At the end of the 1957 production season, Alfa Romeo eventually decided that the time was right to discontinue their 1900 series, bringing in the 2000 to replace it.

To make things a little more straightforward, this time around, Alfa released the 2000 in a choice of three standard body styles, a standard sedan under the Berlina label, the Sprint Coupe and the Spider convertible.

For the " bread and butter" Berlina, Alfa Romeo used their in-house design department to develop the model.

For the Sprint and Spider, Alfa farmed out all of the design and development to outside sources.

The ultra-talented Giorgetto Giugiaro from the Turin-based design studio Bertone was handed the task of styling the 2000 Sprint.

It was evident from day one that Alfa Romeo's faith, as well as their considerable investment, was going to pay off.

The results would come both in the short-term as well as the long-term, with the Sprint design culture going on to shape several general generations of Alfa Romeo Sprints.

The Carrozzeria Touring Superleggera design studio, with a history of association with Alfa Romeo going back more than eight decades, were the obvious choice to create the Spider Convertible.

Alfa charged "Touring" with the responsibility of developing the Spider's to appeal to the European market as well as their rapidly expanding client base in the US.

This meant designing the car that would appeal to both markets, with Europe still a follower of understated design and North America where design excesses were becoming increasingly commonplace.

Touring succeeded in coming up with a design that amply covered both markets, with the Spider fitted with Alfa's traditional "reverse" triangle grille poking down beneath a split front bumper.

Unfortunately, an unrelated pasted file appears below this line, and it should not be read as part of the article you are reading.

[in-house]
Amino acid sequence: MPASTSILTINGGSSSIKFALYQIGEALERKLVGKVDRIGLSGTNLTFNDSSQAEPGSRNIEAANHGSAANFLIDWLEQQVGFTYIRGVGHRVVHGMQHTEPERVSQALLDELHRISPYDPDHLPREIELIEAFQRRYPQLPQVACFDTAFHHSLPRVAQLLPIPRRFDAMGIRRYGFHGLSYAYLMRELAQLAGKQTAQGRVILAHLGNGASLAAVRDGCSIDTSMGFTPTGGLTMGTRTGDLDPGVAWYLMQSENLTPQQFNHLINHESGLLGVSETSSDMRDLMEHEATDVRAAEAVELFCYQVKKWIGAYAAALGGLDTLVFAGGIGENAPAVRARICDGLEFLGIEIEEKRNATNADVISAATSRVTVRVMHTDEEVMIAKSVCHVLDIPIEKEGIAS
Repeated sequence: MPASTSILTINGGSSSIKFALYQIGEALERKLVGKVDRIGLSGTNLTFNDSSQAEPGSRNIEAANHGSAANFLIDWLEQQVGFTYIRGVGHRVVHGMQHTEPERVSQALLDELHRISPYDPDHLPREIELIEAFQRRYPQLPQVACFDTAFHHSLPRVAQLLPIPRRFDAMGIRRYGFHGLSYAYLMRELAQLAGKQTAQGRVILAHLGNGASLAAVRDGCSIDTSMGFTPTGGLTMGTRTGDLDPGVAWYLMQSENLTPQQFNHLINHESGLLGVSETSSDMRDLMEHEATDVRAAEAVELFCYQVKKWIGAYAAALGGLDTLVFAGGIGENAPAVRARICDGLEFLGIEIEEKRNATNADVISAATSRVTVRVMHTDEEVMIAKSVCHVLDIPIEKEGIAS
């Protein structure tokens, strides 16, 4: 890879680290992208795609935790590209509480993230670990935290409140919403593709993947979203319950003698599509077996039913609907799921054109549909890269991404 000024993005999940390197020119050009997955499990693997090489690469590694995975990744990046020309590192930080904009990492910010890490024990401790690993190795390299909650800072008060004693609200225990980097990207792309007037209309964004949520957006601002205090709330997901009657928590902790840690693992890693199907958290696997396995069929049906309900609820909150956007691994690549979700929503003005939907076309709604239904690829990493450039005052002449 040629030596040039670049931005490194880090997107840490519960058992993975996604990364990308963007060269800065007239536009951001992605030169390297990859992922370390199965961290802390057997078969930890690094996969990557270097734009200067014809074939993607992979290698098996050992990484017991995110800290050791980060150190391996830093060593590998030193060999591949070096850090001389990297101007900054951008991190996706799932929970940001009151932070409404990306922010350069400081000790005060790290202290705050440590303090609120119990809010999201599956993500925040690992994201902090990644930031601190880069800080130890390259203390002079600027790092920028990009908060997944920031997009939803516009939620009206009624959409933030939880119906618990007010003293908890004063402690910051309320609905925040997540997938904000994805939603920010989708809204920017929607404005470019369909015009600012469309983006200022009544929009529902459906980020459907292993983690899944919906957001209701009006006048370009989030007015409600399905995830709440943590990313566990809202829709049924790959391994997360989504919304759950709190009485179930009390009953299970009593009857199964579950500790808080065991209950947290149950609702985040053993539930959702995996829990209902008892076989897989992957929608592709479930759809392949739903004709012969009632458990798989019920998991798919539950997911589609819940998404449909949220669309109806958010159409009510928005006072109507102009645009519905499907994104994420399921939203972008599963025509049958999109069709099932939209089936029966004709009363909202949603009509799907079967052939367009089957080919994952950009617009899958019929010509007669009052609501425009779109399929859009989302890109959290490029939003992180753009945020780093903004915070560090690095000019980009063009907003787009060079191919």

Decorative vents and twin hood scoops marked the only extravagant design features of the 2000.

The overall impression of the Alfa Romeo 2000 Spider was neither too large or small. The Spider went on to prove itself to be as equally suited for cruising down the highways of North America, the Autobahns of West Germany or the Autostradas of Italy.

As was standard Alfa Romeo practice, the Berlina four-door sedan arrived first with the Sprint and Spider released later.

Initially, there was some confusion in identifying the new models, as the 2000 was similar in appearance to the Giulietta, released in 1956.

The general impression was while the 2000s were marginally more attractive and comfortable, the Giuliettas were that bit sprightlier, especially on long motorway trips.

Irrespective of which design format, the 2000 was powered by the same engine, a 1,975 cc four-cylinder engine dual-overhead-camshaft capable of generating 108 bhp.

In the case of the Berlina the engine was matched up to a five-speed fully synchronized manual gearbox, Alfa designed the gearbox to allow for a column change, meaning that there was sufficient space on the front seat the driver and two passengers persons.

The Spider and Sprint, in line with their sporty image, came fitted with a floor-mounted gear shift.

The Alfa Romeo 2000 series remained in production for just four model years, being discontinued in 1962, replaced by the considerably more powerful 2600 series.

Of the just over seven thousand 2000 series cars produced by Alfa Romeo, the Spider Convertibles made up a strikingly large part at 3,443, while 700 Sprint Coupes were built.

In recent years, the 2000 Sprint and Spiders have begun to be regarded as classics, although the general impression among car enthusiasts is that had Alfa the foresight to fit the 2000 with a more powerful engine, maybe a 2.3 litre, then it would have been more warmly received.

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